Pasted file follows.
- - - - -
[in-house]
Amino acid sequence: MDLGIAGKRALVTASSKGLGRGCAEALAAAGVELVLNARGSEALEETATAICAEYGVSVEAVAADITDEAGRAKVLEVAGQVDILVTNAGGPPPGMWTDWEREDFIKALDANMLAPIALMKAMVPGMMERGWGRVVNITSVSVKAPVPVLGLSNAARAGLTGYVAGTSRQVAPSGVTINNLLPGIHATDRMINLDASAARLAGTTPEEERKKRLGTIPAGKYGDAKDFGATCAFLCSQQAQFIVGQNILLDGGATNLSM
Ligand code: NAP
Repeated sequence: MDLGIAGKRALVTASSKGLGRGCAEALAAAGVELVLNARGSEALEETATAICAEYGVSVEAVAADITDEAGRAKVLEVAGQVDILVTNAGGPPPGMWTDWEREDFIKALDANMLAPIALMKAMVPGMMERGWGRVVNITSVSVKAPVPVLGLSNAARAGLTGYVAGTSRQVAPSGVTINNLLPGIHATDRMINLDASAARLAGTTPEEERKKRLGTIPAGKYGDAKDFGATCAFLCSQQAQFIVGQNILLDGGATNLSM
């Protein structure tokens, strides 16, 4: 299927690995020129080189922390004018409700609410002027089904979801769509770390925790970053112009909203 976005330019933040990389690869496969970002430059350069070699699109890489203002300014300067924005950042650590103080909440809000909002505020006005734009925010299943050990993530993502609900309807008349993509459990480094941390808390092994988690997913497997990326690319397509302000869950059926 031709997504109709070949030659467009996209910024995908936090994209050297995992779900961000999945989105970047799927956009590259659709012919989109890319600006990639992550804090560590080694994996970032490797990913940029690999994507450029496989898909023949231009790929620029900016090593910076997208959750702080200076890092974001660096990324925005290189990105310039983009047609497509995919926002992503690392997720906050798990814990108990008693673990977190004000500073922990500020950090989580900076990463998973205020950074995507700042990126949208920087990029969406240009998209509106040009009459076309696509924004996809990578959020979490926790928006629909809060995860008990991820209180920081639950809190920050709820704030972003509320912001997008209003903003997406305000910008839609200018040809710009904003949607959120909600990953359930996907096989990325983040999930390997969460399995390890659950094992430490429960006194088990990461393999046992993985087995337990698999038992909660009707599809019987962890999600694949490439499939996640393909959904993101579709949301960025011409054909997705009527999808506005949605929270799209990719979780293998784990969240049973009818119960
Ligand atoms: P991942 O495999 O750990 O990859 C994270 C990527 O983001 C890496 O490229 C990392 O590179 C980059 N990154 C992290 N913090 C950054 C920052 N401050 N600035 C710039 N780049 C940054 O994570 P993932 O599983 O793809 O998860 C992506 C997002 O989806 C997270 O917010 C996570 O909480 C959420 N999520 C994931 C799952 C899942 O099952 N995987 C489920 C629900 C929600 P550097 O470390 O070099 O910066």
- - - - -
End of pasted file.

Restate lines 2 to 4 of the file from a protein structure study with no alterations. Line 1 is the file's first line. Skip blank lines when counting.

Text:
Amino acid sequence: MDLGIAGKRALVTASSKGLGRGCAEALAAAGVELVLNARGSEALEETATAICAEYGVSVEAVAADITDEAGRAKVLEVAGQVDILVTNAGGPPPGMWTDWEREDFIKALDANMLAPIALMKAMVPGMMERGWGRVVNITSVSVKAPVPVLGLSNAARAGLTGYVAGTSRQVAPSGVTINNLLPGIHATDRMINLDASAARLAGTTPEEERKKRLGTIPAGKYGDAKDFGATCAFLCSQQAQFIVGQNILLDGGATNLSM
Ligand code: NAP
Repeated sequence: MDLGIAGKRALVTASSKGLGRGCAEALAAAGVELVLNARGSEALEETATAICAEYGVSVEAVAADITDEAGRAKVLEVAGQVDILVTNAGGPPPGMWTDWEREDFIKALDANMLAPIALMKAMVPGMMERGWGRVVNITSVSVKAPVPVLGLSNAARAGLTGYVAGTSRQVAPSGVTINNLLPGIHATDRMINLDASAARLAGTTPEEERKKRLGTIPAGKYGDAKDFGATCAFLCSQQAQFIVGQNILLDGGATNLSM